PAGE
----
Further, in one or more embodiments, since the groove 13 is formed over the entire axial direction of the suspension wire 10, the wire-carrying rod 202 can easily inserted from the first end portion 123d to the second end portion 123c of conduit 1, the workability of the laying work of the cable 100 can be improved.

Second Example

FIG. 5 is a perspective view of an example of a conduit according to a second example. FIG. 6 is a cross-sectional view taken along the line VI-VI of FIG. 5.

In the second example, the point (1): the groove is formed in that the tubular portion of the coat, and the point (2): the hangers are directly connected to the tubular portion are different from the first example, but the other configurations are the same as the first example. Hereinafter, the tubular portion 121B and the hangers 20B of the second example will be described by focusing on a difference from the first example. The same reference numerals will be given to the same components as those of the first example and a description thereof will be omitted.

As shown in FIGS. 5 and 6, in the conduit 1B, the tubular portion 121B of the coat 12B of the suspension wire 10B has an elliptical cylindrical shape. Inside this tubular portion 121B, the supporting wire 11 is disposed so as to be eccentric in the +Z direction. Further, in the lower end of the tubular portion 121B, the groove 13 extends over the entire axial direction of the suspension wire 10B is disposed. The coat 12B can be produced by coating a resinous material to the supporting wire 11 with extrusion molding or the like. The cross-sectional shape of the coat 12B is not particularly limited to the above.

In this tubular portion 121B, the hangers 20B are disposed at predetermined intervals along the axial direction of the suspension wire 10. The hanger 20B has a partially missing annulus, the missing portion is smaller than the missing portion of the first example. Then, the missing parts are joined to the tubular portion 121B to form the through-hole 30. The hangers 20B of the second example are produced by extrusion or the like apart from the suspension wire 10B. Then, in the field where the cable 100 is laid, the produced hangers are bonded to the suspension wire 10B by ultrasonic bonding or the like. The suspension wire 10B and the hangers 20B are produced separately, so that the conduit 1B can be transported in the state where the suspension wire 10B and the hangers 20B are separated, the conduit 1B can be easily transported. The hangers 20B may be joined to the suspension wire 10B at the plant where the suspension wire 10B and the hangers 20B are manufactured. Alternatively, the suspension wire 10B and the hangers 20B may be formed integrally by the extrusion molding method described in the first example.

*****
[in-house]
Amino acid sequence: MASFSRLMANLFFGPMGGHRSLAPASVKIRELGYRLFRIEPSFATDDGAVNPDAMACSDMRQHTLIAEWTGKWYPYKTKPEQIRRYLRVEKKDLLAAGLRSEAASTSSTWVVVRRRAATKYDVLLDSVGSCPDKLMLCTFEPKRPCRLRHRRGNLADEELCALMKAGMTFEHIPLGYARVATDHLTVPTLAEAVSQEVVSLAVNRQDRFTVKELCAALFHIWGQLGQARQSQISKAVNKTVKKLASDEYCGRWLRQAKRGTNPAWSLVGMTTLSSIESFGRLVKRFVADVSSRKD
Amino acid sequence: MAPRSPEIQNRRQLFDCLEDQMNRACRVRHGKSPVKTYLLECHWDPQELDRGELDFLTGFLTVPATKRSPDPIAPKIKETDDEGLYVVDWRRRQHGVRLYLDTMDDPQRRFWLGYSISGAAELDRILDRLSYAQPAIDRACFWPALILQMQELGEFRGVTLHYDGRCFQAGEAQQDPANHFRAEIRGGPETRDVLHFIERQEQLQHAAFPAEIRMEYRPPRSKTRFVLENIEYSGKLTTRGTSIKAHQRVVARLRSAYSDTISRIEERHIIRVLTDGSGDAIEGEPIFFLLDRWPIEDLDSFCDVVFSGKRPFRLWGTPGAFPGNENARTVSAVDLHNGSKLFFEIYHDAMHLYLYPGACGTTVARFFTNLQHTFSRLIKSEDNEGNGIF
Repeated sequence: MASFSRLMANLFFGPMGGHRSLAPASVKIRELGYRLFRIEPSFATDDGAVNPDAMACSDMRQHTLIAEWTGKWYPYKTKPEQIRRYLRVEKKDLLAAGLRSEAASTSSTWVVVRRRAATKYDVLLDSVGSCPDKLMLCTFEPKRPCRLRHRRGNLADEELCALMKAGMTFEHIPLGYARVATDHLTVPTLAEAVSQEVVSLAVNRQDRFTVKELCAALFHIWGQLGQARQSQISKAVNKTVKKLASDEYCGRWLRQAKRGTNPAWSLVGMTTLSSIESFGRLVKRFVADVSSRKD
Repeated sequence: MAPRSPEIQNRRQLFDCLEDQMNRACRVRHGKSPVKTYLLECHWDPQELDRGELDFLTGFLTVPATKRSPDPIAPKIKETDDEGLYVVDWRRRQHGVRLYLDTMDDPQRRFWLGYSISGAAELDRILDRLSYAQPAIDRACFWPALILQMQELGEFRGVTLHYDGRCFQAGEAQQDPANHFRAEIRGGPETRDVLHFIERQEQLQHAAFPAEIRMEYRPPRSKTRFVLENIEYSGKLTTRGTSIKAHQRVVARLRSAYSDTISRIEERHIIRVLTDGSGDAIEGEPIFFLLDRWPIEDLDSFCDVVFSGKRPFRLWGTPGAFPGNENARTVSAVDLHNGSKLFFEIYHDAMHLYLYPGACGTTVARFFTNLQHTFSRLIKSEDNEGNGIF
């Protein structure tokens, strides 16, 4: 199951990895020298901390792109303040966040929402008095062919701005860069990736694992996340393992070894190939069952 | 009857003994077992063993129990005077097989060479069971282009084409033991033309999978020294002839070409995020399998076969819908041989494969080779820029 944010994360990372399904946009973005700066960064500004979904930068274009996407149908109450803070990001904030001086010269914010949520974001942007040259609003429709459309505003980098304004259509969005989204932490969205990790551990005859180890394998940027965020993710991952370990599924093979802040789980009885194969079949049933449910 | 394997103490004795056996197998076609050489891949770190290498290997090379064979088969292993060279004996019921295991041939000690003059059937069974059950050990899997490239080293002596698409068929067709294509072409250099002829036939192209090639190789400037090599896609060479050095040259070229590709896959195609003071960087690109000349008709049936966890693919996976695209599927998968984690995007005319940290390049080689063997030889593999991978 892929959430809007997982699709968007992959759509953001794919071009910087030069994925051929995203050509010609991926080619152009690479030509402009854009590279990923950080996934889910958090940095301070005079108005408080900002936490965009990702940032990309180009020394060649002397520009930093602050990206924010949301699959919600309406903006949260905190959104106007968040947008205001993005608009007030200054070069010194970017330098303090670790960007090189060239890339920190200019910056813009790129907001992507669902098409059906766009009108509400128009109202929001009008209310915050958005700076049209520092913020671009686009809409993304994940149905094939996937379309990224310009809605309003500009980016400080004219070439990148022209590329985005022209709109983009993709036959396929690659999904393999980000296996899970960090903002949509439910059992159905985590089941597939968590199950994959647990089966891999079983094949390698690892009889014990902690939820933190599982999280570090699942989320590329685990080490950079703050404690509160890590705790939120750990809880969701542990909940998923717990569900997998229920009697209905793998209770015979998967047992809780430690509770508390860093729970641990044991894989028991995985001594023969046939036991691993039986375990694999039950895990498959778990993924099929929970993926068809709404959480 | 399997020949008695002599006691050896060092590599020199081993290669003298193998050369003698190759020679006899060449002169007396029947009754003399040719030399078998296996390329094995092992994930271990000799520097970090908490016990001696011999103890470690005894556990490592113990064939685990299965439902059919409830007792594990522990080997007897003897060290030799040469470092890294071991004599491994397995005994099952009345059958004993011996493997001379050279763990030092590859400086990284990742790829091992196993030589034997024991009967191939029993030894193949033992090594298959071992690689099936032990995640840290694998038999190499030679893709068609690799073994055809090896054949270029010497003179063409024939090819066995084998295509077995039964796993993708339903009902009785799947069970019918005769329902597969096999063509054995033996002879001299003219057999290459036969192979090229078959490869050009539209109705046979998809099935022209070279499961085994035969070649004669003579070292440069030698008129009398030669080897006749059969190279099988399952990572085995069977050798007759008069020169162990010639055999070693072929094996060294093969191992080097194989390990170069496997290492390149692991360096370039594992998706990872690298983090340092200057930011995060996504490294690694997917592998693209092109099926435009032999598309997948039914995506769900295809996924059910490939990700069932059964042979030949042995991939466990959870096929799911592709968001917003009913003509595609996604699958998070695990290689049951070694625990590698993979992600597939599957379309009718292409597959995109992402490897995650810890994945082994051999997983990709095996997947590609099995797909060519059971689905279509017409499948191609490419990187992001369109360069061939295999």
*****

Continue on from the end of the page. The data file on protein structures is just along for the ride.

Also when the cable is laid by using the conduit 1B in the second example, it is possible to use the same procedure as in the first example. Therefore, as in the first example, the cable can be easily laid.

Although the disclosure has been described with respect to only a limited number of embodiments, those skilled in the art, having benefit of this disclosure, will appreciate that various other embodiments may be devised without departing from the scope of the present invention. Accordingly, the scope of the invention should be limited only by the attached claims.

For example, in the above embodiments, the plurality of hanger 20,20B are arranged at equal intervals, but not limited thereto. The intervals between the respective hangers 20, 20B may be different from each other.

Further, the groove 13 may not be formed over the entire axial area of the suspension wire 10. For example, in the first example, the groove 13 may be not directly formed in the groove-formed portion 123, cylindrical portions in which the groove 13 is formed may be disposed in the lower surface of the groove-formed portion 123 of the coat 12 so that the cylindrical portions protrude downward, and these cylindrical portions may be intermittently arranged in the axial direction of the suspension wire 10. Alternatively, the cylindrical portions may be made of a separate member independent of the coat 12, the cylindrical portions may be joined to the coat 12.

Alternatively, in the second example, the protruding portions protruding downward may be disposed in the tubular portion 131B of the coat 12B, the groove 13 may be formed in each of the protruding portions, and these protruding portions may be intermittently arranged in the axial direction of the suspension wire 10. Alternatively, the protruding portions may be made of a separate member independent of the coat 12, the protruding portions may be joined to the coat 12.

Alternatively, the groove 13 may be formed at a position where a worker can insert or remove the wire-carrying rod 201 from the vicinity of the first or second end 123c, 123d. For example, the groove 13 is not formed on the first and second ends 123c, 123d, and may be formed over the entire central portion except for the first and second ends 123c, 123d.

In the coat 12 of the first example, the neck portion 122 may be omitted, and the groove-formed portion 123 may be directly connected to the tubular portion 121.